From my research, denim (or other insulation-type material) doesn't do much for sound deadening, but it does provide thermal insulation. It will help with sound slightly, but that's not it's intended use. I think this whole thing can fall into two categories:
1) Sound Deadening
Here are some resources on sound deadening:
Australian guy who owns a professional car sound deadening shop (video)
A simple YouTube search on how to sound deaden cars (notice how everyone uses the same material)
The first video does a great job showing how sound deadening material will reduce and eliminate frequency resonance, thus reducing and eliminating sound. Everyone seems to use this rubber-like material which has a foil/shiny side and a sticky/adhesive side. It's applied with a roller, and some reviews recommending using a heat gun to promote better adhesion. Graffing tape is also used to tape any lose cords as these can causes rattling. This sound deadening material can be applied to anything that is metal. Alex has a great picture above showing his gutted car. All the metal you see can be sound deadened. Be sure to sound deadened the doors as well, and the roof if you're ambitious.
Here are some products I found:
Noico - 80 mil thickness, 36 sqft - $65.99
Killmat - 80 mil thickness, 36 sqft - $57.99
Kilmat - 50 mil thickness, 50 sqft - $59.99
Rolling wheel - $9.99
(probably any sturdy polyurethane roller will do fine, but keep in mind a smaller size will allow you to get into corners and nooks)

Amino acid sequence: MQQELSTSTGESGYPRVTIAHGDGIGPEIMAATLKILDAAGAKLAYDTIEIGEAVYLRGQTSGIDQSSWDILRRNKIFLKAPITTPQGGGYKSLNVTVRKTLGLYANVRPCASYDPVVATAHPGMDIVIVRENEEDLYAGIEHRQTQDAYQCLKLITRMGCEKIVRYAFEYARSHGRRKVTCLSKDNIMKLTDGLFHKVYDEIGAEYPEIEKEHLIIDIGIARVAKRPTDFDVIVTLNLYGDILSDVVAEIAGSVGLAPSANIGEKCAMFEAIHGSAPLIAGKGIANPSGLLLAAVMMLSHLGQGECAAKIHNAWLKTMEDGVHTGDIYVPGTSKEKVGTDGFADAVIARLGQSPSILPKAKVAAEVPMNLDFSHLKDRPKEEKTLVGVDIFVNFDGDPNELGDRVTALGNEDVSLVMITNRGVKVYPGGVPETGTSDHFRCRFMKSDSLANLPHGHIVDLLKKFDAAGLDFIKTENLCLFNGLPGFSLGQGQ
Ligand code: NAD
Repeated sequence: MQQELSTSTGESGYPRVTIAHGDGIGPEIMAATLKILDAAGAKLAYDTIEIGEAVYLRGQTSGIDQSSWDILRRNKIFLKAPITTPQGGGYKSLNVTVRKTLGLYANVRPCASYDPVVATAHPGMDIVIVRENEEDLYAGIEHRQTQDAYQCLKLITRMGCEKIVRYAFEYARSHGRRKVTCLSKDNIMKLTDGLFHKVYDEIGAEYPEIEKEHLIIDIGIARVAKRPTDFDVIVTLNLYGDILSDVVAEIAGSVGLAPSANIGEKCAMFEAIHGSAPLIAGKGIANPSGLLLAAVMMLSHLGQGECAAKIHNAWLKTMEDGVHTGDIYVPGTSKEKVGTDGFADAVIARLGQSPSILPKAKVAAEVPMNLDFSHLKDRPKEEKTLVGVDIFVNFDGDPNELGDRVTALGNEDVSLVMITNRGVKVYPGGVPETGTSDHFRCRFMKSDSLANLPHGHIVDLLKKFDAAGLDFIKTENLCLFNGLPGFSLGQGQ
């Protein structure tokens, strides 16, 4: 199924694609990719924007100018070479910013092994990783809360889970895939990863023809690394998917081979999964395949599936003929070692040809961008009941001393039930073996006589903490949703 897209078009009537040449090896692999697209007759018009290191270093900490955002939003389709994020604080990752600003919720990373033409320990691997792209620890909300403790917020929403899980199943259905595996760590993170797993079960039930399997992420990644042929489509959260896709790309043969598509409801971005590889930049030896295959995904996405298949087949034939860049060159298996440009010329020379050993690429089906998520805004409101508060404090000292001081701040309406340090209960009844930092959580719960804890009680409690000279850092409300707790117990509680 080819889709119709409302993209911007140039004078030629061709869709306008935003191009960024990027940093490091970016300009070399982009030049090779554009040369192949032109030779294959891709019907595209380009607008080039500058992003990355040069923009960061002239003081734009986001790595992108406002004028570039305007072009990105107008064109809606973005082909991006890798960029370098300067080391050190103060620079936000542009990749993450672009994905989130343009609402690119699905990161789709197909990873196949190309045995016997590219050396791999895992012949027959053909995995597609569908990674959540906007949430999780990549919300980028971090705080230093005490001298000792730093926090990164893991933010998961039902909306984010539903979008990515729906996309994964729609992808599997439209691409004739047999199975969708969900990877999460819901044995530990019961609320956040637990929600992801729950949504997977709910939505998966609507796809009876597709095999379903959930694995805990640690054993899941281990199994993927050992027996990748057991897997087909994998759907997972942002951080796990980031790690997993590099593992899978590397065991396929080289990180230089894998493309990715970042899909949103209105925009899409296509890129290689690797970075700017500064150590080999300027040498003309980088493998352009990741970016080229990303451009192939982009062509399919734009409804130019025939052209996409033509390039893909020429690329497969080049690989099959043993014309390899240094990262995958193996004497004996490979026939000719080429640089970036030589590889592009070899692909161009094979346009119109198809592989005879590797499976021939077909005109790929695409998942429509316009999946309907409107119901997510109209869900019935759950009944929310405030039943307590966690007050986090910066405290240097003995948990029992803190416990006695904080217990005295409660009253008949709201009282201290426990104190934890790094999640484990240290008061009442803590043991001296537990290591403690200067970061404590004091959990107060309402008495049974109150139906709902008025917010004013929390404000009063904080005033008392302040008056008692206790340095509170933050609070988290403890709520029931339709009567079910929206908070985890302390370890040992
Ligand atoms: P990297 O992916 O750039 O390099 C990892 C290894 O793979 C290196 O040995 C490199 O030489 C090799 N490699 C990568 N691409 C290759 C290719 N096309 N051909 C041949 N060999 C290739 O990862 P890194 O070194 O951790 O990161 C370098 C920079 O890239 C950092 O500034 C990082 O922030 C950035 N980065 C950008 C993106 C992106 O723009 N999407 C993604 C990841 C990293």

Gaffing tape - $16.98
The sound deadening material linked above is much, much cheaper than the name-brand equivalents. Being that we are talking about sound deadening a Mirage, save your money. Reviewers report a big sound difference in using these cheaper products.
2) Thermal Insulation
I'm still researching thermal insulation. I will update this post later when I have more info. I do plan on gutting my Mirage and sound deadening as well as possibly throwing in some thermal insulation (I live in Wisconsin, it would be a benefit for me).
It seems like stuffing the car doors with denim is a really good solution, because there is a lot of extra space between the metal door and plastic interior. This extra space acts like a speaker and will amplify sounds. However, I'm not sure about using denim in the rest of the car. I worry about liquids being absorbed into the denim, and causing mold and smell issues. Alex does cover some of his denim with plastic, which is a great solution. If I were to insulate the car (not just the doors) with denim, I would definitely layer everything with plastic and not just some pieces.
There are some other products that sit between the sound deadening material and the carpet. These are called "carpet underlay". This material is waterproof, so anything spilled on the car carpet will not be absorbed into the carpet underlay. Here is a quick resource on these. And a video from the same Australian guy. These seem to get pricy, so I'm undecided as to whether or not I will be adding these in addition to the sound deadening.
Hopefully this month I will find time to install sound deadening throughout the entire car, as well as installing some denim insulation in the doors. Whenever I get around to it I will take photos, possibly a video, and make a new thread. Maybe it will be a "how-to" type of thing.